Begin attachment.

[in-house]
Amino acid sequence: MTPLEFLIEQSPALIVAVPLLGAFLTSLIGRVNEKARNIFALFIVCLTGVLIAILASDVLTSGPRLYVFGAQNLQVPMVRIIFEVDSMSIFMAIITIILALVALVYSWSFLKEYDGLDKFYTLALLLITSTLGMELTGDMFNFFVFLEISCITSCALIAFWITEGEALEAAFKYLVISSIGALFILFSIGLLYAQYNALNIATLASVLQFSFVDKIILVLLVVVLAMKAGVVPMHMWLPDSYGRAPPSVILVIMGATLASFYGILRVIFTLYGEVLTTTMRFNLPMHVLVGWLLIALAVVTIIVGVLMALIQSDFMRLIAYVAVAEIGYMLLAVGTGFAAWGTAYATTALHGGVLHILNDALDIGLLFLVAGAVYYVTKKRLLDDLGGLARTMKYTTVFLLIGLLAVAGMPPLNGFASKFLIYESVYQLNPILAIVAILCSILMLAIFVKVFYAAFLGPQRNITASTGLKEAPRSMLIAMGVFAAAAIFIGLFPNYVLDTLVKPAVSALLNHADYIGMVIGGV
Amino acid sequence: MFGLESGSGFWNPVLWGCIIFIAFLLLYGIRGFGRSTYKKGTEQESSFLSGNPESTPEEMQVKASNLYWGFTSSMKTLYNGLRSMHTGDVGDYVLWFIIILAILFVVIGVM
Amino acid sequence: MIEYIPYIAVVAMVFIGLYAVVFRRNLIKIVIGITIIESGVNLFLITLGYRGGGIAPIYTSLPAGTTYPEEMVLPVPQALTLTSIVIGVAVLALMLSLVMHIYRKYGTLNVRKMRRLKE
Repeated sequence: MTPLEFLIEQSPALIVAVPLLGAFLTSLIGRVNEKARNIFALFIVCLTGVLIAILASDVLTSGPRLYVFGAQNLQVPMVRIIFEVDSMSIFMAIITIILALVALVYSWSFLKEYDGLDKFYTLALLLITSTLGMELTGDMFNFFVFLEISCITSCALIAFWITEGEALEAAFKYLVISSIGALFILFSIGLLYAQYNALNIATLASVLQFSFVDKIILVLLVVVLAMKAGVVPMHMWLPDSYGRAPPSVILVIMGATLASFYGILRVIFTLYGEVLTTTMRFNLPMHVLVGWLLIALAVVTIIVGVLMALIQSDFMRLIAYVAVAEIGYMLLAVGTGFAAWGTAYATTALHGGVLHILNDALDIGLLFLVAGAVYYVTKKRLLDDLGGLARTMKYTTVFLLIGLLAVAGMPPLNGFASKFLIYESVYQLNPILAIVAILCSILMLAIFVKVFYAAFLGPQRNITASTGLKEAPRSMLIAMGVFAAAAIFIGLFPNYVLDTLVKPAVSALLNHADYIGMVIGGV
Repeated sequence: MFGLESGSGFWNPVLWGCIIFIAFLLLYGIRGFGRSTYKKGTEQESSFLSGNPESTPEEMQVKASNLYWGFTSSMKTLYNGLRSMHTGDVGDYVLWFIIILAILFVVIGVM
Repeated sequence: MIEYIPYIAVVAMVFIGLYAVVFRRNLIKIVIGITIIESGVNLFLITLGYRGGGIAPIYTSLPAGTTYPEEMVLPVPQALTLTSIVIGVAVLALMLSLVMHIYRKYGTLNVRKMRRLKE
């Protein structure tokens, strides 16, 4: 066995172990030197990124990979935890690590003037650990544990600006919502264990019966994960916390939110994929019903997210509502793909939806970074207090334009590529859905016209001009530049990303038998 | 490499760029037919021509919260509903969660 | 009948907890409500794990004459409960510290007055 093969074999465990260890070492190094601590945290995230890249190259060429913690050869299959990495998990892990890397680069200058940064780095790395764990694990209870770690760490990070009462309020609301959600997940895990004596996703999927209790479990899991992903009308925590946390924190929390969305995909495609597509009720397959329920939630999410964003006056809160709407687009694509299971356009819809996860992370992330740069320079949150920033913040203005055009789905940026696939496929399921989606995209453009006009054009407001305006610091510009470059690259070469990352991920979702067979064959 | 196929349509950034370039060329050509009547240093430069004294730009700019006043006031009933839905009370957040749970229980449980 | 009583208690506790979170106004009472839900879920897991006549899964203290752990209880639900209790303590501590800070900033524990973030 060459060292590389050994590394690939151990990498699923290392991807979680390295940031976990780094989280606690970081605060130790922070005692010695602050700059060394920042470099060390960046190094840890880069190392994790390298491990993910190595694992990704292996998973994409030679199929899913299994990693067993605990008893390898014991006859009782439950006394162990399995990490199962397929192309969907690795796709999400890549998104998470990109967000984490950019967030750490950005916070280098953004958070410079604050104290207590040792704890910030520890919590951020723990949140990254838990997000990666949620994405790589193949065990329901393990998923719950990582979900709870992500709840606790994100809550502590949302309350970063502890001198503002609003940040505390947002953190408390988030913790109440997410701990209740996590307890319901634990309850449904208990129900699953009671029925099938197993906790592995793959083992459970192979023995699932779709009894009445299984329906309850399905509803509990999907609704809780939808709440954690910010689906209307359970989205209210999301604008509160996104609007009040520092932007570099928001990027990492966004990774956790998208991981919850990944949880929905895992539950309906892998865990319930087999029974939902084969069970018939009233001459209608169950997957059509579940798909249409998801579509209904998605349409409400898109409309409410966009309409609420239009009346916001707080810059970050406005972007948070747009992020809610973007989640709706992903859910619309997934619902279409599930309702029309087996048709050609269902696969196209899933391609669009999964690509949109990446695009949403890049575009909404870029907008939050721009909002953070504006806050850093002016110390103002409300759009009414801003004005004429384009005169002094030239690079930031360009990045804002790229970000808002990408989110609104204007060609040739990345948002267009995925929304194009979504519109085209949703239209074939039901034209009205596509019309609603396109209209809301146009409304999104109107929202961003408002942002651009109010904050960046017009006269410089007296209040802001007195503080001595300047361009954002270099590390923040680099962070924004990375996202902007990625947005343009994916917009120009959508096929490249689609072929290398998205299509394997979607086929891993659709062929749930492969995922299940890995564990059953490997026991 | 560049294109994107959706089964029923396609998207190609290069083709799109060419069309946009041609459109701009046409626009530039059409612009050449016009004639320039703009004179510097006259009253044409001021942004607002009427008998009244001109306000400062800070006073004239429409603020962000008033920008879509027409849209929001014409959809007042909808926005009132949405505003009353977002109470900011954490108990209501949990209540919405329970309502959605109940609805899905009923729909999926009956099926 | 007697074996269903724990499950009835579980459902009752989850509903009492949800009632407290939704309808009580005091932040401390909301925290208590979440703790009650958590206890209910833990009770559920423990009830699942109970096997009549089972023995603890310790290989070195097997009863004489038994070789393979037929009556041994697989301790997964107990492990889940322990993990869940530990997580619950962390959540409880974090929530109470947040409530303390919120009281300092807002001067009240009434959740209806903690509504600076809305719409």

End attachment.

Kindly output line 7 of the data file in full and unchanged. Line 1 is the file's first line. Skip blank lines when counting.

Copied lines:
Repeated sequence: MIEYIPYIAVVAMVFIGLYAVVFRRNLIKIVIGITIIESGVNLFLITLGYRGGGIAPIYTSLPAGTTYPEEMVLPVPQALTLTSIVIGVAVLALMLSLVMHIYRKYGTLNVRKMRRLKE